The Mandalorian, which introduced the world to Baby Yoda, is a modern-day space Western. That means stunt doubles are usually in use for many of the action scenes, even when Pedro Pascal's character is needed. It was recently revealed that Pascal was completely absent from the episode “Sanctuary,” but it was an even bigger surprise to learn that Pascal’s stunt double was none other than John Wayne’s grandson, Brendan Wayne. Whoa!
Just when fans thought that the Disney+ series could offer no more big twists after Baby Yoda, Brendan Wayne was revealed as the man beneath the mask of the gun-slinging bounty hunter in The Mandalorian. It seems fitting, considering that his grandfather, John Wayne, is the king of Hollywood Westerns, starring in over 30 films in the genre, including El Dorado and The Man Who Shot Liberty Valance.
In fact, this isn’t Brendan Wayne’s first entry into the world of sci-fi Westerns, either. Wayne’s credits also include stunt work for The Mandalorian producer Jon Favreau’s Cowboys & Aliens. So, it seems the world of the sci-fi Western, in particular, is a draw for the stunt double.
This isn’t the first time a double has disguised his face by wearing a helmet in Star Wars. Darth Vader was famously voiced by James Earl Jones throughout the original Star Wars trilogy, but when Vader’s unmasking occurred, it was Sebastian Shaw beneath the helmet. It’s not exactly the same thing as Brendan Wayne and Pedro Pascal’s situation, but it’s probably safe to say that Shaw wasn’t always beneath Vader’s mask either.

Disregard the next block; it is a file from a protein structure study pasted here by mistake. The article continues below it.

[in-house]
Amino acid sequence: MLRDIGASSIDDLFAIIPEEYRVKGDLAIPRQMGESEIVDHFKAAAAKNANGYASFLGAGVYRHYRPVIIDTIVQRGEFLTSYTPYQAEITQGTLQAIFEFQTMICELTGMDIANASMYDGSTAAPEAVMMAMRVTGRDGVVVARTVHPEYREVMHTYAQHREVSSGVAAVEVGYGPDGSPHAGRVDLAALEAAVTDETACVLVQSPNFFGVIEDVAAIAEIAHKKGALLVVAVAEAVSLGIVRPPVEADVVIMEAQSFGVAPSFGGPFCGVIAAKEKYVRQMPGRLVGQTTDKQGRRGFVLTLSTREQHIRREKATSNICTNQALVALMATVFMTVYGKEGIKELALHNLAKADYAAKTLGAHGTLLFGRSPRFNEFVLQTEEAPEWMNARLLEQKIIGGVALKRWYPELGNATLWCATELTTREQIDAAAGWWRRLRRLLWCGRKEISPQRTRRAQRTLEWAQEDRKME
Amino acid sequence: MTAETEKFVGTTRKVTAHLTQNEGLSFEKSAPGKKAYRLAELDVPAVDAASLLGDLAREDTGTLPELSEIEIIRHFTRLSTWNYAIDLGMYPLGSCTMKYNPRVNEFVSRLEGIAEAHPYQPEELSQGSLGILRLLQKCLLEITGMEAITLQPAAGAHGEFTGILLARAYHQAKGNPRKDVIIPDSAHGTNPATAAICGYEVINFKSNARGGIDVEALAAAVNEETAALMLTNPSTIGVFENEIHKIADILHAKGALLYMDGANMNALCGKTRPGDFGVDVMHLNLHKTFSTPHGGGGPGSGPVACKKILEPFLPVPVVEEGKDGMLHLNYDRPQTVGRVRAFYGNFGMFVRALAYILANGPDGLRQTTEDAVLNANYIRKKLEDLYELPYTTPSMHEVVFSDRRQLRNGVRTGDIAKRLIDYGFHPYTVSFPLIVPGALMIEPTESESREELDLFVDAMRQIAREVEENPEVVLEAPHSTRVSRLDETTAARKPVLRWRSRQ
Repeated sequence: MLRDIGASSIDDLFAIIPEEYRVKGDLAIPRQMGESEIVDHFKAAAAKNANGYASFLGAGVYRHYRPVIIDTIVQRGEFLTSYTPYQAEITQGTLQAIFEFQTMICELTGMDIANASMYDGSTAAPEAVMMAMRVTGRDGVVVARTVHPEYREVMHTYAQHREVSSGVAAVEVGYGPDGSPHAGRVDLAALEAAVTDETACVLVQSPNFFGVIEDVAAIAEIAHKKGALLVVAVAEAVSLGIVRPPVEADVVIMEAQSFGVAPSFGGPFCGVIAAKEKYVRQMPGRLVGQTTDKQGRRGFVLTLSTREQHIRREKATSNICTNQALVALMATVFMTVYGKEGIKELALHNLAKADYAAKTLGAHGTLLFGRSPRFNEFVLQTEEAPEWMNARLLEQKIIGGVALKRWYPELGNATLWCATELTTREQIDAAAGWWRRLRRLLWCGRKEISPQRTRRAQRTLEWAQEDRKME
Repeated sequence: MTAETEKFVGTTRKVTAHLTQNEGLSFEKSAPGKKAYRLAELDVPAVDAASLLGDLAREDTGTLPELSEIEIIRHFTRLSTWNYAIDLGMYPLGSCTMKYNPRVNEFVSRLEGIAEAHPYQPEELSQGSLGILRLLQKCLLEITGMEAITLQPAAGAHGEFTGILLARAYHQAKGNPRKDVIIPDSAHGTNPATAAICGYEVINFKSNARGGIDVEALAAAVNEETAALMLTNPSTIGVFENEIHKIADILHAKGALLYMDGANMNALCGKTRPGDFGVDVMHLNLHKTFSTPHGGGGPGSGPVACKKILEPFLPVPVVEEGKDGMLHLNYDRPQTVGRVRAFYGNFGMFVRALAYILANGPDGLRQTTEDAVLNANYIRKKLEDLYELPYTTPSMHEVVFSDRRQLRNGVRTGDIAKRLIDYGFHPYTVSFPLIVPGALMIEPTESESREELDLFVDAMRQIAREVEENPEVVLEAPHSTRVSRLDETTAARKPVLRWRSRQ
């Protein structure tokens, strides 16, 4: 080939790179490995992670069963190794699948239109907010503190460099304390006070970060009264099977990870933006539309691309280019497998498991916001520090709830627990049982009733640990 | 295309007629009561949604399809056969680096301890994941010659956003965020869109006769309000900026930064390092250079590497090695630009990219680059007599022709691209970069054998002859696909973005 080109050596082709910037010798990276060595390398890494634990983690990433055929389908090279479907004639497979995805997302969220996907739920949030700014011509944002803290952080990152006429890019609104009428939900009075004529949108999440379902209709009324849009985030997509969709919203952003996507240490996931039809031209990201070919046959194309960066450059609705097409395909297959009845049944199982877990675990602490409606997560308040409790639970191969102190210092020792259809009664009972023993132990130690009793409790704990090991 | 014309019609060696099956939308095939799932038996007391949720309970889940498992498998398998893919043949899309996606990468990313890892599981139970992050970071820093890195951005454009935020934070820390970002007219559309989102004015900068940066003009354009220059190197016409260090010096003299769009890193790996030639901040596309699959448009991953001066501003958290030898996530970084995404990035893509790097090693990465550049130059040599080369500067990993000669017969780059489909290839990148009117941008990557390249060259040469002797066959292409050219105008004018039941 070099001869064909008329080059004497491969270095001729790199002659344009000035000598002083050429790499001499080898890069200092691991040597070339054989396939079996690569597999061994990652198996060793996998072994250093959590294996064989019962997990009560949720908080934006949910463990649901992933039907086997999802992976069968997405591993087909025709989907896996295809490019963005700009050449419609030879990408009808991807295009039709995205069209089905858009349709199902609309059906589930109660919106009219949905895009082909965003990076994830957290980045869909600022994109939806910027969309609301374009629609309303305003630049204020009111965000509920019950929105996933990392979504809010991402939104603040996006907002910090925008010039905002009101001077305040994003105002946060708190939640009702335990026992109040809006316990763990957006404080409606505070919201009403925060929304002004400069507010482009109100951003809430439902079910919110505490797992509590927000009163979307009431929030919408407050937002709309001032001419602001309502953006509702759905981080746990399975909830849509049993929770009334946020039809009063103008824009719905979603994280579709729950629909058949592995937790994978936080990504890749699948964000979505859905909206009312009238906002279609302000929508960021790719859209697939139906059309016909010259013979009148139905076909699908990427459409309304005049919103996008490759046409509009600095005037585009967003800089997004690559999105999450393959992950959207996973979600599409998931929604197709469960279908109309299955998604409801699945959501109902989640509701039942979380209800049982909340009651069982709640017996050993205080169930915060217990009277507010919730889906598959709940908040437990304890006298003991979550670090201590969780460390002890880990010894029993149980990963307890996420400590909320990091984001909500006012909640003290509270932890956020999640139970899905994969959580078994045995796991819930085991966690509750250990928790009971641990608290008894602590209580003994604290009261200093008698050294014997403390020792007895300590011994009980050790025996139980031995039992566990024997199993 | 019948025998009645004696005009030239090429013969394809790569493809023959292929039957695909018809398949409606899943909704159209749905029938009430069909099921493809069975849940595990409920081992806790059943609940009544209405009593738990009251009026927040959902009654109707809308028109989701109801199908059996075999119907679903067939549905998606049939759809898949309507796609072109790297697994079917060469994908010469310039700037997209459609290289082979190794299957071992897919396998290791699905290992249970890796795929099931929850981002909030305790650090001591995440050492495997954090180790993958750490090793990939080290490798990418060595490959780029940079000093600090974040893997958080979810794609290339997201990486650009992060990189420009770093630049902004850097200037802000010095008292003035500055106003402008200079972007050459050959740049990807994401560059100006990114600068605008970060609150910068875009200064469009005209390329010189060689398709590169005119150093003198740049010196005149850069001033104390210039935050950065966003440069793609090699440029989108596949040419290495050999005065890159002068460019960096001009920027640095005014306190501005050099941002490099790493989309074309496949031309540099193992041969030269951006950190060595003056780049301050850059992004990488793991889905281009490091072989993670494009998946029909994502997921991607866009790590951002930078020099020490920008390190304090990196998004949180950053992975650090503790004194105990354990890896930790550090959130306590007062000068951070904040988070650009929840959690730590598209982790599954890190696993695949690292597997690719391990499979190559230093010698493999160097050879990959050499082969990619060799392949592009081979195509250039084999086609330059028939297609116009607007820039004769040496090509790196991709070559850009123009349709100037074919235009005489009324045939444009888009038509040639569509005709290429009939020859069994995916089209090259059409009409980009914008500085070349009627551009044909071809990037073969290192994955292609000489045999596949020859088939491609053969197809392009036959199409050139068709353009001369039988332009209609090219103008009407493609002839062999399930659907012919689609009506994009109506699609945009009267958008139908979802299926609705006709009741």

When it came to crafting The Mandalorian’s Season 1 episode “Sanctuary,” director Bryce Dallas Howard says she worked very closely with Brendan Wayne. (Pedro Pascal was off doing rehearsals for King Lear on Broadway and was completely absent from the episode.)
Brendan Wayne, who wore the titular character’s armor throughout, says he worked on every episode of The Mandalorian and is currently doubling for Pedro Pascal in Season 2. That’s not to say that Pascal was never on set. Wayne told Vulture that he worked alongside Pascal to match their movements onscreen.
[Pascal] would ask me, and I would ask him the same question, which is, ‘Why did you move like this during that moment?’ We would go back and forth. The great thing about him is he’s not impressed with himself. He’s just an actor. And I mean that in the good way, not the bad way. He likes to learn and he likes to collaborate and he’s very good at it.
Though it’s quite easy for Pedro Pascal to leave his character in the capable hands of Brendan Wayne, it’s good to know that he’s around enough to inform the characterization of The Mandalorian.
New episodes of The Mandalorian are available on Disney+ every Friday. As The Mandalorian’s first season draws to a close, be sure to check out what TV shows are set to premiere in the winter and spring in our 2020 midseason schedule.